Goat cheese can refer to any cheese made with goat’s milk, so it can be confusing to know what to shop for. When we call for “goat cheese” in a recipe, we’re referring to the fresh (not aged) type of goat cheese that’s also called chèvre. Chèvre (which means “goat” in French) is the cheese you’re probably used to seeing at the grocery store: that snowy-white log with a soft, creamy texture that lends itself to crumbling or spreading.
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We love using chèvre in recipes such as our Spring Strawberry Salad with Couscous and Pecan-Crusted Goat Cheese, where it adds both richness and a lemony, tangy flavor—plus rolling the goat cheese into balls and coating them with pecans offers the salad a visually appealing alternative to croutons.
Spring Strawberry Salad with Couscous and Pecan-Crusted Goat CheeseFluffy couscous and pecan-crusted goat cheese balls add a little heft and richness to this spring salad packed with strawberries and snap peas.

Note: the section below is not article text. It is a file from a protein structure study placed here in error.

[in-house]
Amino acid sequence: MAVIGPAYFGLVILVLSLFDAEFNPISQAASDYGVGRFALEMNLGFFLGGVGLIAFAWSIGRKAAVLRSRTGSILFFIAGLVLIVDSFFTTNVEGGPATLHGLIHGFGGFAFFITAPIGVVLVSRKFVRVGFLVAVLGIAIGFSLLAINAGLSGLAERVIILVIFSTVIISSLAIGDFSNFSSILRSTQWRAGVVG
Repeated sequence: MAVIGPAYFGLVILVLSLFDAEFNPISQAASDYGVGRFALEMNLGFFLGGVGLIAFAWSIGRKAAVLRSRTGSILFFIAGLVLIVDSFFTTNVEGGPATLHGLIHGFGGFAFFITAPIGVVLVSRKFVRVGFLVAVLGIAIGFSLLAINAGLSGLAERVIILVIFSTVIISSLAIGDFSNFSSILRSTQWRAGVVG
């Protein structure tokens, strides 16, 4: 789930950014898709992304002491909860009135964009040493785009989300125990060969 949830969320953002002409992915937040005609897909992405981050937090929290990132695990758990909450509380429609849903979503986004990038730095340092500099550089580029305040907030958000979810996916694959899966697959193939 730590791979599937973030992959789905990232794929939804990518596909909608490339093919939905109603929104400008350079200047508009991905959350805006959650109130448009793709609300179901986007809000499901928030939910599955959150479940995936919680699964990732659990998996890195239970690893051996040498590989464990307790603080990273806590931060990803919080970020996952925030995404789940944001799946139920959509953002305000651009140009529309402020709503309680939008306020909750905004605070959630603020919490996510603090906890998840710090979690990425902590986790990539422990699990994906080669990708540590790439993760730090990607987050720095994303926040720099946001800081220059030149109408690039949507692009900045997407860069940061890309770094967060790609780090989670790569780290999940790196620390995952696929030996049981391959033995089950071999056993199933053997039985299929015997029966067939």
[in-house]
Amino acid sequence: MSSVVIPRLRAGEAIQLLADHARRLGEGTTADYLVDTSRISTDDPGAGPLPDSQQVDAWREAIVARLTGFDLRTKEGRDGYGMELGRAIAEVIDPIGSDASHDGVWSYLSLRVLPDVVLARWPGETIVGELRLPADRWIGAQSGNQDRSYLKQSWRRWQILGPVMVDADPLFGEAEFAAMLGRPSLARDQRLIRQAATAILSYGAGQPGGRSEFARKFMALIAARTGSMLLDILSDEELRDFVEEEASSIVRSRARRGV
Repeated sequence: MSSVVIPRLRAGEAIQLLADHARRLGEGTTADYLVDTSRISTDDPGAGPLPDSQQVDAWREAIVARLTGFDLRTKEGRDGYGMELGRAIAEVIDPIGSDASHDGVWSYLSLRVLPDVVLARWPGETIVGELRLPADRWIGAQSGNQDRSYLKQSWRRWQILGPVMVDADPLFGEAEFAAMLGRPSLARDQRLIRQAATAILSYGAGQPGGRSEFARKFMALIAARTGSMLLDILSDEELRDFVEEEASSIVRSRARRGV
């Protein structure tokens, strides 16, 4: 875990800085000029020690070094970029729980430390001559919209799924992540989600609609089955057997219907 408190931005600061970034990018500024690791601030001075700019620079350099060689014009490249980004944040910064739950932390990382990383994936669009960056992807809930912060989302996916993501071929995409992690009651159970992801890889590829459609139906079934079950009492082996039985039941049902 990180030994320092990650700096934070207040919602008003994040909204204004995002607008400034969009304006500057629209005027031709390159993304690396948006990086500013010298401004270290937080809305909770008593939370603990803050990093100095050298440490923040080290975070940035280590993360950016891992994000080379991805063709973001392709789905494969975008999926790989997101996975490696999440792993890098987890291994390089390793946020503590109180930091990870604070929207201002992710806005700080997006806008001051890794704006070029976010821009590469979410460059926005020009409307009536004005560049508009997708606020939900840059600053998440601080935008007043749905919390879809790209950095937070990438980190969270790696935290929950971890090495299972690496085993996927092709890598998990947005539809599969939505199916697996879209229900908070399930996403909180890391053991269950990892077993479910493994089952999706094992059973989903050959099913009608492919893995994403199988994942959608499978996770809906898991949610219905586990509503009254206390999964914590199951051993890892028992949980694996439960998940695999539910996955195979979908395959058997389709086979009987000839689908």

Baked Goat CheeseBaking goat cheese makes it warm, creamy, and spreadable.
We also like to dress up logs of goat cheese to serve as simple party appetizers. They’re quick and easy to make, and they’re eye-catching.
Goat Cheese Log with Herbes de ProvenceA simple way to dress up goat cheese for a party.
But “goat cheese” can be so much more than just chèvre! Goat’s milk can be used to make a wide range of cheeses; many are aged and boast more complexity than relatively mild chèvre.
Here’s a roundup of 15 of the most exciting goat cheeses to liven up your next cheese board. (My personal favorite is the wine-soaked Drunken Goat from Spain, keep an eye out for it!)